Despite Pleas from Amanda Palmer, Morrissey Calls Crowdfunding ‘Desperate’ and ‘Insulting’

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Several months ago, Amanda Palmer penned an open letter to Morrissey, urging the singer to start a crowdfunding campaign and ditch the label system shackles forever.  Palmer outlined a plan that would give the label-less Morrissey $2.5 million in funding through $5 donations from 500,000 fans, more than double what Palmer earned on Kickstarter.

“They want songs. They want to hear, and feel. And this sounds simple, but it’s an important point: They want to help. Help me, and help you. Make music.”

So what’s wrong with freedom from labels, and direct donations from people that love you the most?  The answer is everything, according to Morrissey, whole barked this Spanish paper El País this week.

“It’s a desperate measure, and insulting to the audience,” Morrissey barked.  “They’ve already given us enough money.  What’s the next thing we’re going to ask them?  To brush our teeth?”


Image by Eduardo Zárate, licensed under Creative Commons Attribution 2.0 Generic (CC by 2.0).


29 Responses

    • T. Cooke

      Yes. And, he; however, is good bait for news given his lackadaisical neck-speak buoyed by, well, he is a talented mr. ripley, and exudes confidence like a cocaine addict that is sure the next hit is always a good idea.

    • Rickshaw

      He’s actually correct. Crowd-funding is the lazy way for people to beg to the masses with little to no effort. It is embarrassing and takes away from being an artist.

  1. Amyt

    Morrisey is absolutely right. Besides, patronage is not a business model. At least not in the long run.

    • Ari Herstand

      Really? Amanda Palmer is getting $30,000 per release (of anything, music, video, art, blog) – ongoing. Tell me again how this is not sustainable?

      I thought we were way past the debate of “is crowdfunding begging?” (hint: it’s not). Only the musicians who enjoyed success from the old, label model (ie Morrissey) don’t understand it. But so many artists (even those from the old system) do. As proven by how many have run successful PledgeMusic campaigns. It’s not about “begging” or asking more from our fans. It’s basically offering pre-orders, exclusive content, VIP access. And CLEARLY fans crave this. Because it’s working. Morrissey needs to dig his way out of the rock he’s living under. Because, this has already been proven over and over and over again over the past 5 years.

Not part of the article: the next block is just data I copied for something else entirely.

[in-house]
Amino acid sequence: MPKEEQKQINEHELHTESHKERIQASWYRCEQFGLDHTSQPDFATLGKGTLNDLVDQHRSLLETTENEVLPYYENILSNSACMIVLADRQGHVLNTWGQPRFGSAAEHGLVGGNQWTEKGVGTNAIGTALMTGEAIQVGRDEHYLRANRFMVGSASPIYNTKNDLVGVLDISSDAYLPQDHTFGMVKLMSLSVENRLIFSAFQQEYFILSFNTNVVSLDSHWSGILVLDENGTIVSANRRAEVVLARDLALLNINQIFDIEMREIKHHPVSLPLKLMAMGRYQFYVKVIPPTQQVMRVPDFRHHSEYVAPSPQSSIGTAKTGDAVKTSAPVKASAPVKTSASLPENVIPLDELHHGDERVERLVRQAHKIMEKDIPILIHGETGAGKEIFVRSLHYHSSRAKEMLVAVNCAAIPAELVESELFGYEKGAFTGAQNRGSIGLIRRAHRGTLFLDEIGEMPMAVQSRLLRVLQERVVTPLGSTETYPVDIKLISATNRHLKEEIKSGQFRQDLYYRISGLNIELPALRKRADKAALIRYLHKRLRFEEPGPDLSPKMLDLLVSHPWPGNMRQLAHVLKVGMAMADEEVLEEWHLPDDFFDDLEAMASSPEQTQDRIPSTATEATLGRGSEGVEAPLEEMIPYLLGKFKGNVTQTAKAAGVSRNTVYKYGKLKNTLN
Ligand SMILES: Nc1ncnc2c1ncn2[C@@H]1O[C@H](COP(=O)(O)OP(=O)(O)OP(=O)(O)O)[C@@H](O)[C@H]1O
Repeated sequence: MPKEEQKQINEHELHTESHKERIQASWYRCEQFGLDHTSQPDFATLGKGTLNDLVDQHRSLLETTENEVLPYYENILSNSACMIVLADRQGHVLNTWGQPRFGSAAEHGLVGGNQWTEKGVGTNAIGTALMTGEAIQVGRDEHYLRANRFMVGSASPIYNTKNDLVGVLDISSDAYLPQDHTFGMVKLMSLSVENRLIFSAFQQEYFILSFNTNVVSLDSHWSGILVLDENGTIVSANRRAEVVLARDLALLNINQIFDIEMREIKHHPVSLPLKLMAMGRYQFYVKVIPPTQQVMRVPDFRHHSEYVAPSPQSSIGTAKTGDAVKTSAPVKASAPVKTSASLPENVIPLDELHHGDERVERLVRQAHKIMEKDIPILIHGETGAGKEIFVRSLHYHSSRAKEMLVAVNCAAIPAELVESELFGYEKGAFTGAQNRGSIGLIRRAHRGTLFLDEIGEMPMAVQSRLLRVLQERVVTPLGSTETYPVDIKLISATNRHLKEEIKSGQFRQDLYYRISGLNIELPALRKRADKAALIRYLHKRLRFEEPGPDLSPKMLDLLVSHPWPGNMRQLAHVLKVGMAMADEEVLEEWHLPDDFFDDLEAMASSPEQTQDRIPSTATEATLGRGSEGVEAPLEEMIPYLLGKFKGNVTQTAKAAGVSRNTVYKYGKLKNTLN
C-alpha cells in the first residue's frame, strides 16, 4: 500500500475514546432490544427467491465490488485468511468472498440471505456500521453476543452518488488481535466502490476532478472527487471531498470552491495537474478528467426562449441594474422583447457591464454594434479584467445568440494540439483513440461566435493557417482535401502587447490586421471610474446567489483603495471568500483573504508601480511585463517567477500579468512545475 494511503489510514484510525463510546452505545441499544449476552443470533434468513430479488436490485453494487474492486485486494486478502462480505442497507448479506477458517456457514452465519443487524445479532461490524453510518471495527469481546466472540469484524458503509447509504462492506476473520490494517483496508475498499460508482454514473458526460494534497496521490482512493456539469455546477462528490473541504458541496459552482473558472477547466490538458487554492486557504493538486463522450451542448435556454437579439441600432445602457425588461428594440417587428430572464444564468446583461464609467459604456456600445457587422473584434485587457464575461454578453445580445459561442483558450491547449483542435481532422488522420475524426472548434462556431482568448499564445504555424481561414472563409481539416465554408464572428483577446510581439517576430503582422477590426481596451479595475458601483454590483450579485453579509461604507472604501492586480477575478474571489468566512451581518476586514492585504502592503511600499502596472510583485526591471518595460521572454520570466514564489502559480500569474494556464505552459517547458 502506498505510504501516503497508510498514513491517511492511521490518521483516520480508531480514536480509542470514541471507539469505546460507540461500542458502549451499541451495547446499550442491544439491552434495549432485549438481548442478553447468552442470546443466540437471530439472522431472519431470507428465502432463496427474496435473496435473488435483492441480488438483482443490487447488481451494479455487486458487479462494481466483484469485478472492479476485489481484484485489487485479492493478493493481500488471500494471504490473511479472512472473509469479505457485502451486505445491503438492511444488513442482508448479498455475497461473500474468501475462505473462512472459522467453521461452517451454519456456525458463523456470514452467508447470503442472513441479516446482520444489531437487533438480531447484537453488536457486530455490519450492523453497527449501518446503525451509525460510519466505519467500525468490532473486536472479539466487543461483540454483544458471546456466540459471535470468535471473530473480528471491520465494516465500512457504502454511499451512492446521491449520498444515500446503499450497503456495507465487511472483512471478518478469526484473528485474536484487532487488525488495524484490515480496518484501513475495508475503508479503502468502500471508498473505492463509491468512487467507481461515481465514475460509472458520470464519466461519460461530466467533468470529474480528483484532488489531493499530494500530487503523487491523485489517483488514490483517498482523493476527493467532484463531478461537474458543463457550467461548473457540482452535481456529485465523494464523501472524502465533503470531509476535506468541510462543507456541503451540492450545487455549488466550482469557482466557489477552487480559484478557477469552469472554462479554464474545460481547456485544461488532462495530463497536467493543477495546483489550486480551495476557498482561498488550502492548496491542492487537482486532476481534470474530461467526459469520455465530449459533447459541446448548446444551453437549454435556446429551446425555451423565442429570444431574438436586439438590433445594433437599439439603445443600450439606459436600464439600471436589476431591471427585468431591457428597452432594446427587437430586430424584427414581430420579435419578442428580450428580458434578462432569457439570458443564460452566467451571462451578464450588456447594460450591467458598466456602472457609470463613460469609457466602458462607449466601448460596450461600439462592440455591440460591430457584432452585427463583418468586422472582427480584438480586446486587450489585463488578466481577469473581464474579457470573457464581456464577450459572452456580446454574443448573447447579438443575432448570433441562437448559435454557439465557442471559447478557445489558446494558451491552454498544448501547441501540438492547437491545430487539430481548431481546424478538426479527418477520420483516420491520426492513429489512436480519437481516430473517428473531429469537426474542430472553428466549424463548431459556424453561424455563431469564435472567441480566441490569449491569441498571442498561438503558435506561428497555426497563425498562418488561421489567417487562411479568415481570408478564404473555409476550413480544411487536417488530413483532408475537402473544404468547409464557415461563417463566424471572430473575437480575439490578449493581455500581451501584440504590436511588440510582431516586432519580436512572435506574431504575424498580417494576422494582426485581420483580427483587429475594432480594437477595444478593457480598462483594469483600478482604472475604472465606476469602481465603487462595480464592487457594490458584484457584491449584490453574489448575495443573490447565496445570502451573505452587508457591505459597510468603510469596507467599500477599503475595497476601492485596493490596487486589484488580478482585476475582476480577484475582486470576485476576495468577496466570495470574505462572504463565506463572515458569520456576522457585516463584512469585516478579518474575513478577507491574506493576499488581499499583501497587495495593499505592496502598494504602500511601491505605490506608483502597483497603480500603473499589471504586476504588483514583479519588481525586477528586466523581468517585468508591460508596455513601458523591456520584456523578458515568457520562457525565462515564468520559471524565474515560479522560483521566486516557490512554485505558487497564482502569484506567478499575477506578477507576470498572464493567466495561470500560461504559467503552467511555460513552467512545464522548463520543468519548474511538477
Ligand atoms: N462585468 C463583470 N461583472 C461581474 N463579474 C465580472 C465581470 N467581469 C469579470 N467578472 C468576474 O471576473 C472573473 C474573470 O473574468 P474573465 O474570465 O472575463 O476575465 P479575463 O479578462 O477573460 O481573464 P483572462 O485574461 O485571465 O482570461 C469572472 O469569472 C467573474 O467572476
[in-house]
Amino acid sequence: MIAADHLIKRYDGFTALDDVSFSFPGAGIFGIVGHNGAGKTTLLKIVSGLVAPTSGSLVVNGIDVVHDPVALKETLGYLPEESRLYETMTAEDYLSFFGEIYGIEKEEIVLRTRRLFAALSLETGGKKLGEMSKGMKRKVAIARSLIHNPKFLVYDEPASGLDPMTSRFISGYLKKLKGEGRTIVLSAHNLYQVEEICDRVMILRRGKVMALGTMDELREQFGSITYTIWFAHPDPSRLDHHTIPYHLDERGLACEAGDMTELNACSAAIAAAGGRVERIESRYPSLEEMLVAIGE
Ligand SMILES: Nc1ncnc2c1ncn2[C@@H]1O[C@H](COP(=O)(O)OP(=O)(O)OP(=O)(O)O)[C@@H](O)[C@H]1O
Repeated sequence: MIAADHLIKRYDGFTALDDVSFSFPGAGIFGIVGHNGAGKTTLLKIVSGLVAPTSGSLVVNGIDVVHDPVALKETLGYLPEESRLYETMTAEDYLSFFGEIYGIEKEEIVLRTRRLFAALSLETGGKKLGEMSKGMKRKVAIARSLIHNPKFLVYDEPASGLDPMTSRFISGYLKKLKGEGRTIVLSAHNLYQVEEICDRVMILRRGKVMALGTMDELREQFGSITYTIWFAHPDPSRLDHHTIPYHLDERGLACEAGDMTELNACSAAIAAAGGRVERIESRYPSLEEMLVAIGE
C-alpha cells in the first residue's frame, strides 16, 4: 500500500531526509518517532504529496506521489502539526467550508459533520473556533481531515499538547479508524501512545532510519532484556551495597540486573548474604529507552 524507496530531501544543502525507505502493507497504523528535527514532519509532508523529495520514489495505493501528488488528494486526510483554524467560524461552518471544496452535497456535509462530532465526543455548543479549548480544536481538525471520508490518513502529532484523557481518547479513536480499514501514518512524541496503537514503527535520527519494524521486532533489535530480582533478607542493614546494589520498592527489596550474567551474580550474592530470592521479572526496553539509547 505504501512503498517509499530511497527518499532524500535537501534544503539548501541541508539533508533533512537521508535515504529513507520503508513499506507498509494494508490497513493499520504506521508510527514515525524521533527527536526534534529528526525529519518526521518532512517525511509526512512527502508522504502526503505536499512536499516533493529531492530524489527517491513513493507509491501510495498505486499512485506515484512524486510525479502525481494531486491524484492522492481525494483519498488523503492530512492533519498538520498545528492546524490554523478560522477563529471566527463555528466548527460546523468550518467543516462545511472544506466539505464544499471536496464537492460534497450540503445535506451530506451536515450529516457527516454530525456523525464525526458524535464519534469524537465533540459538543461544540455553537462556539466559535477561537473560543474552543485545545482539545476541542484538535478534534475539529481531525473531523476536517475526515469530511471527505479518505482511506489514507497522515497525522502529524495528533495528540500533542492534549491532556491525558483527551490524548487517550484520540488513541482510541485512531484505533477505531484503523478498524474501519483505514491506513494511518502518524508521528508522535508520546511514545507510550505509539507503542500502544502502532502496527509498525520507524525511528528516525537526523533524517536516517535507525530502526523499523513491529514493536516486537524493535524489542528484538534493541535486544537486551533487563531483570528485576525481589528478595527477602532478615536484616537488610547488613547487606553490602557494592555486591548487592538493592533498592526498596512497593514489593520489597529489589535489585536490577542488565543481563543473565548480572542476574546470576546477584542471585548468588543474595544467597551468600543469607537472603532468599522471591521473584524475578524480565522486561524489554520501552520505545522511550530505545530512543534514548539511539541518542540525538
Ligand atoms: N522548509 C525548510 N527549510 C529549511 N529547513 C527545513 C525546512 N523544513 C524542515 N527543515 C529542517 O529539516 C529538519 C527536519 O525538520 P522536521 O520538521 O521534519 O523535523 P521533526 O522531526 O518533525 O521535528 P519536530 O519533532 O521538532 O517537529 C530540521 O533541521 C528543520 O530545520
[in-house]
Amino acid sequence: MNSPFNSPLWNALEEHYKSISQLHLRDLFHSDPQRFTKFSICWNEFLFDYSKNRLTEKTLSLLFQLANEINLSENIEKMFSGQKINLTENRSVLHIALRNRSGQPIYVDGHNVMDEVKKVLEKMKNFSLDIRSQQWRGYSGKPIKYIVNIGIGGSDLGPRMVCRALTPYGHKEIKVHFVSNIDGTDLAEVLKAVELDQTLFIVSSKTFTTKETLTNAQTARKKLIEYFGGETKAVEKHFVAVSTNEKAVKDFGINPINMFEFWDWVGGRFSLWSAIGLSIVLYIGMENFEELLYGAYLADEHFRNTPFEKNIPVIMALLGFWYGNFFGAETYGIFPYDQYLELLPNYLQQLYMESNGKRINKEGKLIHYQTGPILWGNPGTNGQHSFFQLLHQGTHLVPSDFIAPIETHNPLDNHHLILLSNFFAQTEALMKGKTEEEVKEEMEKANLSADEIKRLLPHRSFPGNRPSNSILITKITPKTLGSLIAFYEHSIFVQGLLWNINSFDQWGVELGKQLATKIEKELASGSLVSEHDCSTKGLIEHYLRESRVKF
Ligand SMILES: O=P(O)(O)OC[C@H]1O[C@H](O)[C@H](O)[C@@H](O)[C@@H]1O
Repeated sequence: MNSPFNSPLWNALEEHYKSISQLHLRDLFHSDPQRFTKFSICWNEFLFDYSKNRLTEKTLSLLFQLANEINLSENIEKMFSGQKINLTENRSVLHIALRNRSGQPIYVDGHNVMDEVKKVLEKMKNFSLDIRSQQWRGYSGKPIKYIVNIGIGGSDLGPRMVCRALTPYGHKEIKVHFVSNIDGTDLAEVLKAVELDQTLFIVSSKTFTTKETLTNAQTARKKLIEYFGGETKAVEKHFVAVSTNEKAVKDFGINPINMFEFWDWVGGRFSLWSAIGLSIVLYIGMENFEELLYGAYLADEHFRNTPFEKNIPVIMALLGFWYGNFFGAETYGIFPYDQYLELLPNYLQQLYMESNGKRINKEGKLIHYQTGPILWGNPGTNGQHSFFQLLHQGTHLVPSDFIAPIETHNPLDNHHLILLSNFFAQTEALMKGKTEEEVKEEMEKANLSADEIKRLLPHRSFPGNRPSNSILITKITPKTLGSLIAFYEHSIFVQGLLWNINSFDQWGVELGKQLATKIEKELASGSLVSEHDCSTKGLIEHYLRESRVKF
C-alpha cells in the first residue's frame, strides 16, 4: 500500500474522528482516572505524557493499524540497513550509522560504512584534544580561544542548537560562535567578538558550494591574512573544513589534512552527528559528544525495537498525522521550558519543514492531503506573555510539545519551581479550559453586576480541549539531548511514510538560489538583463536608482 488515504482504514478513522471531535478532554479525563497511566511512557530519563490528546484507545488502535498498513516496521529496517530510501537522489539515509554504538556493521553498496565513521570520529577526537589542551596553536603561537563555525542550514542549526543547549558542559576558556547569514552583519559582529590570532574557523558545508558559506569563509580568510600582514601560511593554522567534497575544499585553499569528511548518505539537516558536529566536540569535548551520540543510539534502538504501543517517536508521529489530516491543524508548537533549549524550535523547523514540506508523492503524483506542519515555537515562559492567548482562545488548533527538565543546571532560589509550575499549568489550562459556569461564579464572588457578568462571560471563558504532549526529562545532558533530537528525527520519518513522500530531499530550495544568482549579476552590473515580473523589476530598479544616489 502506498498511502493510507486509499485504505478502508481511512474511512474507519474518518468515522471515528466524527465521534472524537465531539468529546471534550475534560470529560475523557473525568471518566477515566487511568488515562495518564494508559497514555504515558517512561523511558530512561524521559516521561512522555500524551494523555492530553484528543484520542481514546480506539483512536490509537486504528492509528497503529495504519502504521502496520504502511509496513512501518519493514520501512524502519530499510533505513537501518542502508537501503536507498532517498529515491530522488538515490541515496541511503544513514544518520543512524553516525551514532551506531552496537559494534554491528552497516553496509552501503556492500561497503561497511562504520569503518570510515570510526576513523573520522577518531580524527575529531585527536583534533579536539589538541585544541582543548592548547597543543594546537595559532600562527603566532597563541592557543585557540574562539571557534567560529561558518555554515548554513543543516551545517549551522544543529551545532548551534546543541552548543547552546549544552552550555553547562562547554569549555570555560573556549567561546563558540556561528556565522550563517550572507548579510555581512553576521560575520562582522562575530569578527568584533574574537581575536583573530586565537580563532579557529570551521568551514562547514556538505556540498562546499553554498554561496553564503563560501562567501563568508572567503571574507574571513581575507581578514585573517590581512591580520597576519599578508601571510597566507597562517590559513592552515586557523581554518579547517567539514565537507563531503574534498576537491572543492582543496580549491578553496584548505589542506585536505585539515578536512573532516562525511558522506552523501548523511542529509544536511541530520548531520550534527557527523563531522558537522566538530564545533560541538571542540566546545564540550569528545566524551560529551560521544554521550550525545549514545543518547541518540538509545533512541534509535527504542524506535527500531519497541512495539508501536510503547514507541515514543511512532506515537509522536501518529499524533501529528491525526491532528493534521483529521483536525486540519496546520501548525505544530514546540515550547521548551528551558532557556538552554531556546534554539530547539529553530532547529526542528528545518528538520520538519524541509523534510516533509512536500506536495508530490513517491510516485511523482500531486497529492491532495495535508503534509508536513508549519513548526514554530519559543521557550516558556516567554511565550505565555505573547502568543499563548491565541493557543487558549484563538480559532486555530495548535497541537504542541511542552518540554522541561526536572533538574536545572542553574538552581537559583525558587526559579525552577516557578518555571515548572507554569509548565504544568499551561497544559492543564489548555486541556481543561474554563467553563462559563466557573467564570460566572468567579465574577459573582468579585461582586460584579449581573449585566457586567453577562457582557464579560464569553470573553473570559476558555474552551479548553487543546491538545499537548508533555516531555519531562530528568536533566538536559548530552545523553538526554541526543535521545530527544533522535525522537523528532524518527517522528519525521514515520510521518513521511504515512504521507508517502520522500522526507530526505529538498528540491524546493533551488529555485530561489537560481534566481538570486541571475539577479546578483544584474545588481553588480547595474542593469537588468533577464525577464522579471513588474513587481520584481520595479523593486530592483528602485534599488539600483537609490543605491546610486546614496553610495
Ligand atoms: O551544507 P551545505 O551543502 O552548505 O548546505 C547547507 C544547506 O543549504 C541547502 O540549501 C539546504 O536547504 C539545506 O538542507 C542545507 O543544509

• Amyt

        It depends on the way it is presented. For most crowdfunding platforms out there, it IS patronage (or we could use your word: begging). This is the reason why Pledgemusic changed their wording etc. to include Pre-orders because more artists are comfortable with Pre-orders than with crowdfunding.

      • steveh

        There is definitely a stigma attached to “crowd-funding”.

        “Pre-order” does not carry the same negative baggage.

      • Chris H


        If you could show me several cases where the outcome was an Increased profitable venture at the end of the day, I would start to believe it.

        Thus far, all you hear is the front end numbers. I haven’t seen a case where a superstar artist, or even a high profile artist has come away from a patronage model and made it a runaway financial success. You might say “Well, that’s not what it is about”. If you do, you are wrong, that is ALL that it is about. This isn’t about sustaining the bottom of the barrel, it’s about investing in and creating ROI on the investment, even if the investment was a pledge.

        This is the music business, not charity. I don’t mean to be condescending, just stating fact. You can’t say it’s the “way of the future” if it can’t stand up to the results of the past.

        • GGG

          Often times crowd funding is used as a jumping off point, but probably can’t be repeated in the same “we have a month to raise $xx.xx! Help!” way. I haven’t used Patreon yet so not sure how well that actually works, though I can presume it doesn’t do shit unless you already have a decently sized fanbase.